New Fayetteville film hopes to curb gun violence
A new video produced in conjunction with the Fayetteville Police Department hopes to stop kids from getting involved in gang and gun violence.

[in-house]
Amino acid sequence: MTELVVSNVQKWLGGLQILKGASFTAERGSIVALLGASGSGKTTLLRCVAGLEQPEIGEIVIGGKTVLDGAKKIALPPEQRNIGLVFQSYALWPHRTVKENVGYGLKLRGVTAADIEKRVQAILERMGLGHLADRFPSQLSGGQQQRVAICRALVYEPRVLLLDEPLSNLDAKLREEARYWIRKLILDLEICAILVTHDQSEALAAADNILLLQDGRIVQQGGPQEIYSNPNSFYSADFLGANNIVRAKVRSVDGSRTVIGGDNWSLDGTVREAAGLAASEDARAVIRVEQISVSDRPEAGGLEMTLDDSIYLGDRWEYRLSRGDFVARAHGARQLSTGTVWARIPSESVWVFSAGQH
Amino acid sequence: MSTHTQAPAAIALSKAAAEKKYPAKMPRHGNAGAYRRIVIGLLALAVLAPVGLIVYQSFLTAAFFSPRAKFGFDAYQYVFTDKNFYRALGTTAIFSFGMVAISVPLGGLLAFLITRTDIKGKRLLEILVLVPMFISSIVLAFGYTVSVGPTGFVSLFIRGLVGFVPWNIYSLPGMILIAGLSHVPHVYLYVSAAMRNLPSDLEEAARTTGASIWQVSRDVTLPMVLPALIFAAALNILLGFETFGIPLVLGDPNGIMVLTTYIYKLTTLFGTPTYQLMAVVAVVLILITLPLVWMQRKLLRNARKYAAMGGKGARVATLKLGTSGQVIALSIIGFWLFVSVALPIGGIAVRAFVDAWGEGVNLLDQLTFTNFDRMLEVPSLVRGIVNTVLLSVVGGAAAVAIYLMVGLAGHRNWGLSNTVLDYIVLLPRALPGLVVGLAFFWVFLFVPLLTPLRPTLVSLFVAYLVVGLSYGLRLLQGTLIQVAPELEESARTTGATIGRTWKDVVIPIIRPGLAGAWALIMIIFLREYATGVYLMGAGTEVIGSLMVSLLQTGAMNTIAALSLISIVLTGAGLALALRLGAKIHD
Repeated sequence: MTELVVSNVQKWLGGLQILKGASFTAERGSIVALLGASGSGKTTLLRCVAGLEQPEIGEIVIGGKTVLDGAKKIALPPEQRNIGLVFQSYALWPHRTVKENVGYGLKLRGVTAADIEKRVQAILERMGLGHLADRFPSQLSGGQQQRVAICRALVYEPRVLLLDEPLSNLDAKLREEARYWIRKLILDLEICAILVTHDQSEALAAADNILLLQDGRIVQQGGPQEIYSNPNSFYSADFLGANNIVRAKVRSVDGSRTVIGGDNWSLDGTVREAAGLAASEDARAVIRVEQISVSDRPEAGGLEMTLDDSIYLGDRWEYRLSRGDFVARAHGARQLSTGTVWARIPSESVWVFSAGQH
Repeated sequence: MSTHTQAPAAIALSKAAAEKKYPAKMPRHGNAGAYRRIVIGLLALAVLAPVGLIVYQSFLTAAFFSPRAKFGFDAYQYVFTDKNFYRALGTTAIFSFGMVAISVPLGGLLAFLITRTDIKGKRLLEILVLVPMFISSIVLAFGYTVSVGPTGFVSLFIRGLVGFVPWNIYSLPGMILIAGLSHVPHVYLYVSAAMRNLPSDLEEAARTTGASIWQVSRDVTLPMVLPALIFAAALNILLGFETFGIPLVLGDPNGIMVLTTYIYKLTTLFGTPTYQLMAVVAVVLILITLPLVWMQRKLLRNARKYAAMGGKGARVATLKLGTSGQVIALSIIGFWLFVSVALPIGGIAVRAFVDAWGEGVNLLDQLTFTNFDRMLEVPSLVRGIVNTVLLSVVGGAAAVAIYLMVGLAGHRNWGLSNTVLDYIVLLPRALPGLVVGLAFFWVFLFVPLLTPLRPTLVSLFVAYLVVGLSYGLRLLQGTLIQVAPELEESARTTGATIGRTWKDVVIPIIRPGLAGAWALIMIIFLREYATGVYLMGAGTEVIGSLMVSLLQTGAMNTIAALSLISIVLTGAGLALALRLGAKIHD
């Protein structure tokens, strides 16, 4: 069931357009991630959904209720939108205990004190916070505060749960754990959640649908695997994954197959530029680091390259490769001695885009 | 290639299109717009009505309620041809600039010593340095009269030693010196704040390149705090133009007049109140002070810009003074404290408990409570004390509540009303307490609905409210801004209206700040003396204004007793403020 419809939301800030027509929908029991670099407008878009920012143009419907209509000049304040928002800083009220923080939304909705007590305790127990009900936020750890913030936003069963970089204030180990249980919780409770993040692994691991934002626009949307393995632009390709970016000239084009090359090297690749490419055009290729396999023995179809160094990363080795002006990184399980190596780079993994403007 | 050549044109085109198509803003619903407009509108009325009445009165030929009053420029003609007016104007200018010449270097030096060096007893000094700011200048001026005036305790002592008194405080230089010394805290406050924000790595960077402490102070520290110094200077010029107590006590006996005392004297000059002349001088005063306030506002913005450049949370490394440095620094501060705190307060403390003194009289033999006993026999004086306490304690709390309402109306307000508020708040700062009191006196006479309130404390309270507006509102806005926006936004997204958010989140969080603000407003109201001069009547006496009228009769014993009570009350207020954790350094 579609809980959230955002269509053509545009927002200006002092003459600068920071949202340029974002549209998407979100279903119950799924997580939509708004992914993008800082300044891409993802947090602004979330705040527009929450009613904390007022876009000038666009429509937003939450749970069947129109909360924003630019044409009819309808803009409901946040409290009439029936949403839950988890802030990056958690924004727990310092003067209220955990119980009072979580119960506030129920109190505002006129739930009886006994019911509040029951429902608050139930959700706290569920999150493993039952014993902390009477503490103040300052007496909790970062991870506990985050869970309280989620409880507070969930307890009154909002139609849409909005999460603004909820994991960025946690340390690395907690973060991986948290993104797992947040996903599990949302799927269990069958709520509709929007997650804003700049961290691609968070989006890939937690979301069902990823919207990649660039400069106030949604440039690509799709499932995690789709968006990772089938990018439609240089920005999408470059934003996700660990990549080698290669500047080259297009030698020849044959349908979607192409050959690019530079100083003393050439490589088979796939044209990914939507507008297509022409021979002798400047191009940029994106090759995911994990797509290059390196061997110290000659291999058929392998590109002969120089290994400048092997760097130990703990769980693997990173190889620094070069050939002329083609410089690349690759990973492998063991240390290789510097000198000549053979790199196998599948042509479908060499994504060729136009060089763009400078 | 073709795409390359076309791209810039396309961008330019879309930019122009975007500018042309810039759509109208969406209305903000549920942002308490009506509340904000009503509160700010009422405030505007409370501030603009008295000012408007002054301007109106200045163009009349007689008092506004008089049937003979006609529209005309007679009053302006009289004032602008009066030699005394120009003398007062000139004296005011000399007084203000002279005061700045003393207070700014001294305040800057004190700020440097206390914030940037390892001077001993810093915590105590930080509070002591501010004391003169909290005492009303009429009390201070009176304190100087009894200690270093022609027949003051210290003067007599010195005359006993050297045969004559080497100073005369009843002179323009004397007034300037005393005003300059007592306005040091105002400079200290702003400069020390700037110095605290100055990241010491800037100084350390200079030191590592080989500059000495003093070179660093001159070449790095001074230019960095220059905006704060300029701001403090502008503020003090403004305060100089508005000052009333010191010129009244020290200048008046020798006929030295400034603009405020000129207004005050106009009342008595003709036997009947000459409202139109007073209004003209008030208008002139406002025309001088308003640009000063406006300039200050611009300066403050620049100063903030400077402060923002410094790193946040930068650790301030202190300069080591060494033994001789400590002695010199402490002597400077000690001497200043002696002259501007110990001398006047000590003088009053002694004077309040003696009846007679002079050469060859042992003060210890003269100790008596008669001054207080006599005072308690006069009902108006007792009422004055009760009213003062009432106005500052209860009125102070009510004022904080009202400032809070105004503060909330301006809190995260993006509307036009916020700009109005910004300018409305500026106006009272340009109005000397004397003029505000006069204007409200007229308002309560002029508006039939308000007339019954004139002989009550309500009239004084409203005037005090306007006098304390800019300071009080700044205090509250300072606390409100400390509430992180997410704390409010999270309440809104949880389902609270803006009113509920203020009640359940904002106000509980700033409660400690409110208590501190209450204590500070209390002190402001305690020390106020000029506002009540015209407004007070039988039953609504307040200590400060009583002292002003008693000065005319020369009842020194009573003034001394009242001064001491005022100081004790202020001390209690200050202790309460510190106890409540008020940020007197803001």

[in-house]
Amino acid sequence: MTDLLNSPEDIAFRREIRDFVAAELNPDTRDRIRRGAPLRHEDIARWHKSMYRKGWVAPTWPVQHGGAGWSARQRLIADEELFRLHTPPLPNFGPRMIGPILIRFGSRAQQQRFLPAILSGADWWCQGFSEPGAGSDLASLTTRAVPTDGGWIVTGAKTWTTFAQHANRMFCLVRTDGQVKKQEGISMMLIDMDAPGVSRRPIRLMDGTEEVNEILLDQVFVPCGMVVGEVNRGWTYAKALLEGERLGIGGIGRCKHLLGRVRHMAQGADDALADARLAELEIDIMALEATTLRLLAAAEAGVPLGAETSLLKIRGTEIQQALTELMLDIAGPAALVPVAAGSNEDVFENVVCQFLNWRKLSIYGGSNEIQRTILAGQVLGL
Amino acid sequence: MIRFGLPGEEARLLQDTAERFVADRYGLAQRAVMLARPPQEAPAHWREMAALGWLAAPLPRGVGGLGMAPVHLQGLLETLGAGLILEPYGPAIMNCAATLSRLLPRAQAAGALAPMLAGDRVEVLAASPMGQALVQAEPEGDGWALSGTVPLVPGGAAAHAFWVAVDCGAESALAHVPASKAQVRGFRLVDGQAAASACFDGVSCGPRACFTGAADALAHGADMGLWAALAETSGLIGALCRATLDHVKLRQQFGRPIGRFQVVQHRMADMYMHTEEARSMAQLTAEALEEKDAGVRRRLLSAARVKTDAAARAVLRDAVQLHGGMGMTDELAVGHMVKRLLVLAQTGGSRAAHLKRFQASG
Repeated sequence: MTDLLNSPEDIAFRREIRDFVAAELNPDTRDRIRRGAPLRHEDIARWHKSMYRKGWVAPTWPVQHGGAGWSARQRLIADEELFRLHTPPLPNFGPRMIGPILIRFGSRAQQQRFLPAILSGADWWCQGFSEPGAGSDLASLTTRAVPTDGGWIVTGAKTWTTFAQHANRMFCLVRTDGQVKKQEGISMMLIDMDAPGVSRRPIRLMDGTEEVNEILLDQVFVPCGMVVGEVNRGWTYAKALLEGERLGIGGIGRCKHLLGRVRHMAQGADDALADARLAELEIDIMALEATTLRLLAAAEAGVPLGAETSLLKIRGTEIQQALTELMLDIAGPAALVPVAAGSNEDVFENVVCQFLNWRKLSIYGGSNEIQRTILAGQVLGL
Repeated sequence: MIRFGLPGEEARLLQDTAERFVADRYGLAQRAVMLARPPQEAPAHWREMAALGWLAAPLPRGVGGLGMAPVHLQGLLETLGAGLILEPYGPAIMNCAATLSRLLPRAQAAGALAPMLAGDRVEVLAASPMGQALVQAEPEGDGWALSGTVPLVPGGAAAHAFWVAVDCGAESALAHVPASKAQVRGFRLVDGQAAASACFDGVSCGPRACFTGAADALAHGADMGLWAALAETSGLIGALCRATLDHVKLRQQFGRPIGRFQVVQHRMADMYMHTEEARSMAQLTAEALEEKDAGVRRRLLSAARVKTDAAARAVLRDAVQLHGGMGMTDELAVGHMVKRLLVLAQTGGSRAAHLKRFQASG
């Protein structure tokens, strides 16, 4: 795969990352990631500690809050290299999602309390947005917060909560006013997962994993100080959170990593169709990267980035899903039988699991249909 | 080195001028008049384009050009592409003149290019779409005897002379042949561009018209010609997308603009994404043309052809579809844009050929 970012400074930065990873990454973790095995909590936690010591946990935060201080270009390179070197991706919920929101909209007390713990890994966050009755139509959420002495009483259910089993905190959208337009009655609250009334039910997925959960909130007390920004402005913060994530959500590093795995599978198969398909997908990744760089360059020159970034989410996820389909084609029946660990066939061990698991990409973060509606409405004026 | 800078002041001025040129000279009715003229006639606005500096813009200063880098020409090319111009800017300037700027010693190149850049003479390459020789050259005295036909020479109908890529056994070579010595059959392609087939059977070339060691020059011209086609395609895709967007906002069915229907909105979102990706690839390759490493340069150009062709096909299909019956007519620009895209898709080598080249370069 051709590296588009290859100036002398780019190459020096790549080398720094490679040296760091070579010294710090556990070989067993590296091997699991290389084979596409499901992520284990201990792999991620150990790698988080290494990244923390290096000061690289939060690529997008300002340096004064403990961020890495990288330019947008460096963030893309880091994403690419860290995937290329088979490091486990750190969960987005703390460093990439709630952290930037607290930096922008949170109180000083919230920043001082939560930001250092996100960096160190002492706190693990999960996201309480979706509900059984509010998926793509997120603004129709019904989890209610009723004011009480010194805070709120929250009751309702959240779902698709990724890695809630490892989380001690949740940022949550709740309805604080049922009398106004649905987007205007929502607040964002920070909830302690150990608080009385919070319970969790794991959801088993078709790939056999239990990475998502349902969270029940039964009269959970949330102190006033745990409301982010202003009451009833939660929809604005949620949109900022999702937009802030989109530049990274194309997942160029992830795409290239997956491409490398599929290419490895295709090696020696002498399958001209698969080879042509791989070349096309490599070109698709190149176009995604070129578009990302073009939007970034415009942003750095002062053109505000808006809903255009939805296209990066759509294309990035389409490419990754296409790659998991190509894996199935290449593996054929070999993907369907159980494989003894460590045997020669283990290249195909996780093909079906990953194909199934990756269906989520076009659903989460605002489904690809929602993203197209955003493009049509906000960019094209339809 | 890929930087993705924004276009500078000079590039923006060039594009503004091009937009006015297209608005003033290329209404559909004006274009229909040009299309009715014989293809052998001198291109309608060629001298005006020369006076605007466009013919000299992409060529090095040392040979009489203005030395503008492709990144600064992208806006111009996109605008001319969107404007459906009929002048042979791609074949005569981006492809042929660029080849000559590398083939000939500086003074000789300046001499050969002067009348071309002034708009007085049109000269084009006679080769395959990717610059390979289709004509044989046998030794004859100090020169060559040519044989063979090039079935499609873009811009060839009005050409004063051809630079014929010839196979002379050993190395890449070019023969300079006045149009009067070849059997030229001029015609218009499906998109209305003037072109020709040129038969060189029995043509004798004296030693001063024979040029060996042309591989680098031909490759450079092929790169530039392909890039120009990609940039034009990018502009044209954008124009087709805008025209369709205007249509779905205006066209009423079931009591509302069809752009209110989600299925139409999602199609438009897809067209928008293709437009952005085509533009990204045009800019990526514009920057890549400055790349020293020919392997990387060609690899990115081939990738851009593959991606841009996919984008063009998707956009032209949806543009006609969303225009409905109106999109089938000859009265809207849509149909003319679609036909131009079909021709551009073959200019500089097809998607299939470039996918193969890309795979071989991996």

overall crime in Fayetteville is down but gun crimes are on the rise and city leaders are looking for creative ways to stop it. Wrl Fayetteville Reporter Gilbert Bayes joins us live outside the A. M. C. 14 theater where the police department produced a short movie. They hope will help young people. Gilbert. That's right. Lena you know the hope is that the movie that they're talking about here is going to change things. You know when you have gun violence it could lead to death but also could lead to the destruction of the family folks who left behind. So that's why they're hoping the E. K. G. Program which stands for educating kids about guns turns things around and creates a dialogue. So Children start talking with their parents before they head down a path of destruction. I'm not going to sit here and pretend that I understand everything that you're going through. How do you begin a conversation with young people about not getting involved with violent crime? These are scenes from the police department's last video short called Decision point. It features a mother talking with her high school age son about loyalties choices and regrets. Nobody notices when I'm gone violence. The gun awareness, decision making decision points or the crux of everyone's power to change what's happening in our community so far this year there have been 44 homicides in Fayetteville. The latest happened Monday 15 year old eggs. Avian Thornton was gunned down in the parking lot outside of a convenience store. Police Chief Gina Hawkins has updated the movie. It shows through middle and high schoolers. The crux is designed to start the conversation between young people, their parents and police were having this movie to show our community. We need to start talking about these issues and how we can collaboratively work together in order to address violence, the gun awareness, decision making, decision points or the crux of everyone's power to change what's happening in our community. And let me offer some perspective for some folks who don't believe something like this is a credible way of doing it. I grew up in the 27 police district in North Philadelphia near Temple University, that part of the city only accounted for 2% of the city's population, but it made up 10% of the homicides that were happening in the city. It was a program just like this that turned my life around and I ended up on the air and not in jail. Selena. That's what the police chief is trying to do here, reach out the kids so they make better choices before they head down a path of destruction. Whatever can work. Certainly, Gilbert Bates reporting live in Fayetteville. Thank you